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bash script, find amount of strings in files

krdgroup23

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Hello everyone! I am writing script which must count amount of strings in files .z format. Name of folder can changes in dependence of current date, if it's 1-st date of the month script count amount in folder which is called 2210 (previous month ) if today is not 1-st day of month then folder is called 2211 (current month). For ex. I have catalogs with files:
Code:
WORK6\AXE\CNA5\LBN\2211\1.z # 16 strings in file
WORK6\AXE\TELLIN\2211\2.z # 16 strings in file
WORK6\AXE\TELLIN\2211\3.z # 16 strings in file

here is my script
Code:
#!/bin/bash
#assign a value to the variable
timestamp=$(date +%d)
#if today is 1-st date of month then previous month else current
if [[ $timestamp == 01 ]]; then
    folder=$(date -d " - $(date +%d) days" +%y%m)
else
    folder=$(date +%y%m)
fi
#find path to files
path=$(find ./ -type d -name "$folder")
#find files and count amount of strings
for file in $path/*
do
    $(zcat $file | wc –l)
done

it shows
Code:
wc: –l: No such file or directory
gzip: ./AXE/CNA5/LBN/2211 is a directory -- ignored
wc: –l: No such file or directory
wc: –l: No such file or directory

How should i change my script that the result will
Code:
16 WORK6\AXE\CNA5\LBN #  16 strings in file 1.z
32  WORK6\AXE\TELLIN # 32 strings in files  2.z+3.z
 


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krdgroup23

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$path != $PATH
As i understand in these fragment path=$(find ./ -type d -name "$folder") i send several paths and my cycle try to process it all What's why it doesn't work? And how can i fix it?
 
Last edited:

osprey

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Post #2 was a cryptic reference to the naming of variables which I'll leave for the reader. If the post is homework, I shall offer only a hint which may or may not be useful. I interpret the expression "amount of strings" actually as "number of lines" since it's the output of the "wc -l" command that appears to be the output sought. The following will output the number of lines in a listing of files:
Code:
for file in $(ls)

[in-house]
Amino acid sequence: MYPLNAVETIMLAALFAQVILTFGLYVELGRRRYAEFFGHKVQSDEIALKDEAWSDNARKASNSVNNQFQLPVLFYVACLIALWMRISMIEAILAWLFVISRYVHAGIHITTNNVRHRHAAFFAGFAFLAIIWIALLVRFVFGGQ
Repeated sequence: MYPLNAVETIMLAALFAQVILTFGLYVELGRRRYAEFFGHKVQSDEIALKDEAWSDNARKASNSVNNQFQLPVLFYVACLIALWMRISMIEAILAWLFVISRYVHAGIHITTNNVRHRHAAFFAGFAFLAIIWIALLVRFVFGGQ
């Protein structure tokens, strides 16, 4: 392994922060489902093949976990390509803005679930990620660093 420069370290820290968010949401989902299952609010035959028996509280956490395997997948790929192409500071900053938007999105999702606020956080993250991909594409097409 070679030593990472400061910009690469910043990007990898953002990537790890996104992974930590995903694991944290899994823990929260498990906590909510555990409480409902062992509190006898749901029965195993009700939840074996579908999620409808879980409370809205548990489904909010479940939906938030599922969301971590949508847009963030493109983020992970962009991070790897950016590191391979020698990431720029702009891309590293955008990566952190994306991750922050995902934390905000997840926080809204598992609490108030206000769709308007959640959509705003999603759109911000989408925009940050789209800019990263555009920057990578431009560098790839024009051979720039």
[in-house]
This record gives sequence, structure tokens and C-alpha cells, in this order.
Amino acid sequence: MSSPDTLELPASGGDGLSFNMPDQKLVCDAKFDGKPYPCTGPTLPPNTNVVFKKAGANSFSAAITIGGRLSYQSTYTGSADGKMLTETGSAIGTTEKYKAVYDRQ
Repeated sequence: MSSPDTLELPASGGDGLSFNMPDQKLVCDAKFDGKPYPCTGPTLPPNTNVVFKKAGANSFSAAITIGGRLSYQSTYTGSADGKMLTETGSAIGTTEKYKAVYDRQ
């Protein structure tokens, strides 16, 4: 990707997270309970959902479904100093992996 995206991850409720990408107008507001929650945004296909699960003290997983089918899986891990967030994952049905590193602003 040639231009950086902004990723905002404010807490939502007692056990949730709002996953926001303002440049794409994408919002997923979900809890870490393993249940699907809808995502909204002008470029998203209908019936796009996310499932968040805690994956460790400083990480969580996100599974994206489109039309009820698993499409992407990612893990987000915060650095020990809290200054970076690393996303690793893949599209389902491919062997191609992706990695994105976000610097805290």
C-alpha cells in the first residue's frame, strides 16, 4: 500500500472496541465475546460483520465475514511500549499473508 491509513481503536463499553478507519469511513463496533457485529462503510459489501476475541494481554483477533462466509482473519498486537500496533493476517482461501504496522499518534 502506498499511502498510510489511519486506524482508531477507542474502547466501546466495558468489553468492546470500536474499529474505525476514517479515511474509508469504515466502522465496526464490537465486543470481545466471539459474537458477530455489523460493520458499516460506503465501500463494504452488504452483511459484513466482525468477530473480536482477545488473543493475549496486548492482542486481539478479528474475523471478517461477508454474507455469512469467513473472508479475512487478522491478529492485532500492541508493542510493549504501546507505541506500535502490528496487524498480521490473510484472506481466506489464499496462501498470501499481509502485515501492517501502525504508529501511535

do
     wc -l $file
  done
 
Last edited:

wizardfromoz

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We'll wait on an answer on whether this is homework and subject to that, it may get moved to Command Line, where scripting answers are provided.

Avagudweegend

Wiz
 

JasKinasis

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wc counts the number of words, characters and lines in a file. Not the number of strings.
Your question states to find the number of strings in a file.

If English is a second language to you, then I’ll concede that perhaps ‘strings’ might be a bad translation.

However, if English is your first language, ‘strings’ would imply that you’re looking for string variables, NOT the number of words, characters, or lines in a file.

So for example:
Bash:
echo ‘This is a literal string’
echo "this is another string"
Everything in between single, or double quotes in the above is a string.

So perhaps you need to be using the strings command to find all of the strings in a file and then pipe the results to wc -l to determine the total number of strings found?!

I haven’t got time to write an example snippet atm. I’m on my phone and it’s early in the morning. My brain’s not fully in gear yet. But give that a go and let us know how you get on.

The strings command will search any binary, or executable program for strings and will list each string it finds.
And a .zip file is a binary format.

It might also be worth looking at the man page for string, because it may, or may not have an option that will cause it to count the number of strings found, instead of displaying all of the strings found. Which would mean that there would be no need to pipe the results to wc.

I haven’t used the strings for a while, so I can’t remember anything about its various command-line options/switches.

I hope this helps!
 
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